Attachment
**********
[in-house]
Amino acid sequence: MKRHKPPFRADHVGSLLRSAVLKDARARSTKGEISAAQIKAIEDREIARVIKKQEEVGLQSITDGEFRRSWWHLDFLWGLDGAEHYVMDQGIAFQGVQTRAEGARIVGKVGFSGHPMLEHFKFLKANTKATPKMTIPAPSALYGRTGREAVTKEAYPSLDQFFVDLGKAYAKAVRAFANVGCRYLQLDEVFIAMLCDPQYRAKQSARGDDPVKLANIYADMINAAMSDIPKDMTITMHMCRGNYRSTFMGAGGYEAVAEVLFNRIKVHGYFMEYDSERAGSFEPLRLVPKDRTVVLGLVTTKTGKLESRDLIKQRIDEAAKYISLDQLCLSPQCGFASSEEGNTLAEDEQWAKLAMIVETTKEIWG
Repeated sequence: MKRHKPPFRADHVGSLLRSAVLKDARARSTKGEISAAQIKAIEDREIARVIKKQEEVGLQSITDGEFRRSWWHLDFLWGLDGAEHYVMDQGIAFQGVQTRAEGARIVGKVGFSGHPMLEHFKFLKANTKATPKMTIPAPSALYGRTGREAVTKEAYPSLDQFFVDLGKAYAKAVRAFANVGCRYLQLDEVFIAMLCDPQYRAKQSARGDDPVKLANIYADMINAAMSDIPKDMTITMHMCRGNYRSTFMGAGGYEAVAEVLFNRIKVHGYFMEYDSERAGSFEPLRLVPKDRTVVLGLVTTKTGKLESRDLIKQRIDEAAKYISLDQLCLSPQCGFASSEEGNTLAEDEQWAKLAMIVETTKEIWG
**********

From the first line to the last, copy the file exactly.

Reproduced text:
[in-house]
Amino acid sequence: MKRHKPPFRADHVGSLLRSAVLKDARARSTKGEISAAQIKAIEDREIARVIKKQEEVGLQSITDGEFRRSWWHLDFLWGLDGAEHYVMDQGIAFQGVQTRAEGARIVGKVGFSGHPMLEHFKFLKANTKATPKMTIPAPSALYGRTGREAVTKEAYPSLDQFFVDLGKAYAKAVRAFANVGCRYLQLDEVFIAMLCDPQYRAKQSARGDDPVKLANIYADMINAAMSDIPKDMTITMHMCRGNYRSTFMGAGGYEAVAEVLFNRIKVHGYFMEYDSERAGSFEPLRLVPKDRTVVLGLVTTKTGKLESRDLIKQRIDEAAKYISLDQLCLSPQCGFASSEEGNTLAEDEQWAKLAMIVETTKEIWG
Repeated sequence: MKRHKPPFRADHVGSLLRSAVLKDARARSTKGEISAAQIKAIEDREIARVIKKQEEVGLQSITDGEFRRSWWHLDFLWGLDGAEHYVMDQGIAFQGVQTRAEGARIVGKVGFSGHPMLEHFKFLKANTKATPKMTIPAPSALYGRTGREAVTKEAYPSLDQFFVDLGKAYAKAVRAFANVGCRYLQLDEVFIAMLCDPQYRAKQSARGDDPVKLANIYADMINAAMSDIPKDMTITMHMCRGNYRSTFMGAGGYEAVAEVLFNRIKVHGYFMEYDSERAGSFEPLRLVPKDRTVVLGLVTTKTGKLESRDLIKQRIDEAAKYISLDQLCLSPQCGFASSEEGNTLAEDEQWAKLAMIVETTKEIWG